Marina of the Zabbaleen

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Time Out says

Tue Apr 29 2008

*** (Three stars)
Pigeons take wing in freewheeling circles but always return to their cages. A kite soaring serenely over a verdant field of corn turns out to be made of refuse. Symbolism runs thick in Marina of the Zabbaleen, first-time director Engi Wassaf's look at a community of Coptic Christians who eke out a living recycling garbage and raising pigs on the outskirts of Cairo. The most omnipresent symbol is Marina herself: a good-natured, studious six-year-old girl who hopes to become a doctor. The doe-eyed girl is a sympathetic presence in a coarse, fetid environment, whose inhospitality Wassaf underscores by shooting through barred windows, door frames and alleyways. Rob Hauer's cinematography brilliantly captures Cairo's parched, sepia-toned afternoons, and his creative use of lens flare adds an occasional touch of psychedelic haze. Where the film falls short is in Wassaf's failure to pursue the critical issues she glancingly raises. Is Egypt justified in its outsourcing of sanitation to foreign contractors whose methods are less eco-friendly, and what is the place of an obscure Christian community within an ever-growing Muslim majority?—Steve Smith, associate Music editor, Classical & Opera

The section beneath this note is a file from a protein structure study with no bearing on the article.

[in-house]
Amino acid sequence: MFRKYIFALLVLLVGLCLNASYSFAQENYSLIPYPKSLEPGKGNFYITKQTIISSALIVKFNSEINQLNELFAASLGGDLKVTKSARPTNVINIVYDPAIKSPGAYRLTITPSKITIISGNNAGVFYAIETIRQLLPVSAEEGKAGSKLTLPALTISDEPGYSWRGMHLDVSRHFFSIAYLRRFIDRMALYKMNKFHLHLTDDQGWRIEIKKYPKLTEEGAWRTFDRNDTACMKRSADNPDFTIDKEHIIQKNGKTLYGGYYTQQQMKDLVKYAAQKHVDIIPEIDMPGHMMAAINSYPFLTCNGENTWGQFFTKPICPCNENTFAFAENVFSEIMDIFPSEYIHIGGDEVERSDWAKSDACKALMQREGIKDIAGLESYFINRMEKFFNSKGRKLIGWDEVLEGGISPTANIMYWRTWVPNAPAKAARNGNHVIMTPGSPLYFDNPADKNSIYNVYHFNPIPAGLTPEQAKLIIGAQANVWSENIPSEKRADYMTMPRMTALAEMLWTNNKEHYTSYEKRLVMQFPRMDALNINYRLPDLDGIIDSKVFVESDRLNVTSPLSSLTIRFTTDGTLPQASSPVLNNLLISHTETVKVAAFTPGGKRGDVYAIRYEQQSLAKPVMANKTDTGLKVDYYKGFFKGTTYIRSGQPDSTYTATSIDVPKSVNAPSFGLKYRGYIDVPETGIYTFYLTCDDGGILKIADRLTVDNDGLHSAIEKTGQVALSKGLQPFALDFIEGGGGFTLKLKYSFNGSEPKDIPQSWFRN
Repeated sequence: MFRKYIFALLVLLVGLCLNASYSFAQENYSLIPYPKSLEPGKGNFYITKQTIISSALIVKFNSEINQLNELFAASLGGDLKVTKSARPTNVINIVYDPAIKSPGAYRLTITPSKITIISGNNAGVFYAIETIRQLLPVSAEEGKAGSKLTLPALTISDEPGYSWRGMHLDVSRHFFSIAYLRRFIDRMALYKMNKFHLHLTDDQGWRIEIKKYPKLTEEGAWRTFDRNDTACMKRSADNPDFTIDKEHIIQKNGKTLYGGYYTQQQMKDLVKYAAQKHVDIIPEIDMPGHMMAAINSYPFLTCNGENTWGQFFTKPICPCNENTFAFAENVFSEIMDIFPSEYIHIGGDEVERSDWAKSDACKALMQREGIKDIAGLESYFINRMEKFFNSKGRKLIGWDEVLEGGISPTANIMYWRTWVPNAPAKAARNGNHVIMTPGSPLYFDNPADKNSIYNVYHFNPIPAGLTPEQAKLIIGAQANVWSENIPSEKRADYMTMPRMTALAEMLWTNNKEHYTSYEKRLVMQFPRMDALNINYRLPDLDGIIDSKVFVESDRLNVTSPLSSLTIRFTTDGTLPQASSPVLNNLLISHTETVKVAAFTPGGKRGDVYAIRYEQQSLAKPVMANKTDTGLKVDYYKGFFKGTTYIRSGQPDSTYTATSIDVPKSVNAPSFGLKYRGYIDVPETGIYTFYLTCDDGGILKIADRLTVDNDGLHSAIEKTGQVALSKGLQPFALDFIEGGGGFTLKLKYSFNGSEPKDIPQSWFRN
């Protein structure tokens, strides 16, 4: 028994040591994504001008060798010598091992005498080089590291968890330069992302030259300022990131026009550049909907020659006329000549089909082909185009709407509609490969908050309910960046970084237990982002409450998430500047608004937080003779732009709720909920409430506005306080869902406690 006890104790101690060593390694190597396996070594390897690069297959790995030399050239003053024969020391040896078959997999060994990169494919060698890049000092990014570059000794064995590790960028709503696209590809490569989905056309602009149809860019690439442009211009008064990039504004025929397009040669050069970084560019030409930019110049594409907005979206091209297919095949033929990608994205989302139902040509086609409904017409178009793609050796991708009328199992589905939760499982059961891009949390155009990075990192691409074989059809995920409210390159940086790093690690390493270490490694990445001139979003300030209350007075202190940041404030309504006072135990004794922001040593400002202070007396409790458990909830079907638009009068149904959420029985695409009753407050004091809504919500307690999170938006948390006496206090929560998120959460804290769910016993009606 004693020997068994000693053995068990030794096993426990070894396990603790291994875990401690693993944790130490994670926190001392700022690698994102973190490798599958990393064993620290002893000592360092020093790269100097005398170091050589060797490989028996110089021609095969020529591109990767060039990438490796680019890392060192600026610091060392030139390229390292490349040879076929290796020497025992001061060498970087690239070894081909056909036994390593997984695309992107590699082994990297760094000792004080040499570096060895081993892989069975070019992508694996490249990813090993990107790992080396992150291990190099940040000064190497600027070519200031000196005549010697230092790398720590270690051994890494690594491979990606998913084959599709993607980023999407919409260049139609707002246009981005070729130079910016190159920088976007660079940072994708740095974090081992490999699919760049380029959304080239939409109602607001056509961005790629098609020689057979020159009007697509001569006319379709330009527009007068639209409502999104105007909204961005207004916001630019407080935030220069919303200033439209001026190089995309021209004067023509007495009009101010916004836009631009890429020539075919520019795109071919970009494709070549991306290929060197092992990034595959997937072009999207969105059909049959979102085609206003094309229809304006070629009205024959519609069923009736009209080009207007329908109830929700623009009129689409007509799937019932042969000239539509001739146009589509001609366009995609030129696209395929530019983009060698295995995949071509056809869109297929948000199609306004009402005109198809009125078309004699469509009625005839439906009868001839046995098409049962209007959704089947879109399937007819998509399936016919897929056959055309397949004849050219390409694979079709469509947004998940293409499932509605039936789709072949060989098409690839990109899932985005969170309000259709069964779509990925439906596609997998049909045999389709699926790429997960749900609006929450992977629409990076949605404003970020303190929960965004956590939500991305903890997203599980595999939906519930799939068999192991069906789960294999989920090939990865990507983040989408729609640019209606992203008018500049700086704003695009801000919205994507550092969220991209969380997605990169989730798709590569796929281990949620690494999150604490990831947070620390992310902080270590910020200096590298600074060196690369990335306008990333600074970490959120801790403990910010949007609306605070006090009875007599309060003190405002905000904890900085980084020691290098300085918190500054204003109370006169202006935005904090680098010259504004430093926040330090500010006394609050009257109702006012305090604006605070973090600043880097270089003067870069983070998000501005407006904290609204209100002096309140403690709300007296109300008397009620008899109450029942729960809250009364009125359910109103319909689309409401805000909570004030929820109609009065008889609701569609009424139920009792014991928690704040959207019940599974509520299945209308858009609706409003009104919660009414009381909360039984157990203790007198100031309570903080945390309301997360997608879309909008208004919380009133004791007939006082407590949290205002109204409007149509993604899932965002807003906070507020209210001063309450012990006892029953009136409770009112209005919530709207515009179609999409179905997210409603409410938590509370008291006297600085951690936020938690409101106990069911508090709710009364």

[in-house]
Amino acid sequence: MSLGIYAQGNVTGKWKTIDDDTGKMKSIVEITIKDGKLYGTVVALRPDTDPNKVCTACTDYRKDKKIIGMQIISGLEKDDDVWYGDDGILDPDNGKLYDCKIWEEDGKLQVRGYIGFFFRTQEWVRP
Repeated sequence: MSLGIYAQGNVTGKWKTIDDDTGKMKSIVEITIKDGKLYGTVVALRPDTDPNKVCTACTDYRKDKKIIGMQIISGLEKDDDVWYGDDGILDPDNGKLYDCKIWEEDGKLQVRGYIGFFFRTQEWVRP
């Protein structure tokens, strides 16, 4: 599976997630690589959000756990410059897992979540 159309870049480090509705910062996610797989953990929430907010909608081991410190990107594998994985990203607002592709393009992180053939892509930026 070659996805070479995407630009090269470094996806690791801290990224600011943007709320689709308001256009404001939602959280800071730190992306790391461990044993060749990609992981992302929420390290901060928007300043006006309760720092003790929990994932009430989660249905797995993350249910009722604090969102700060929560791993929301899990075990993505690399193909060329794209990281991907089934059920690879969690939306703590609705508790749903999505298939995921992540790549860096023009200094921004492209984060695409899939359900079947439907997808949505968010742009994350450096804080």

[This is a TONY staff review, written for the 2008 Tribeca Film Festival. It is not considered an official review and should not be read as such. Please think of it as a casual impression from a movie-loving friend.] 

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Engi Wassef

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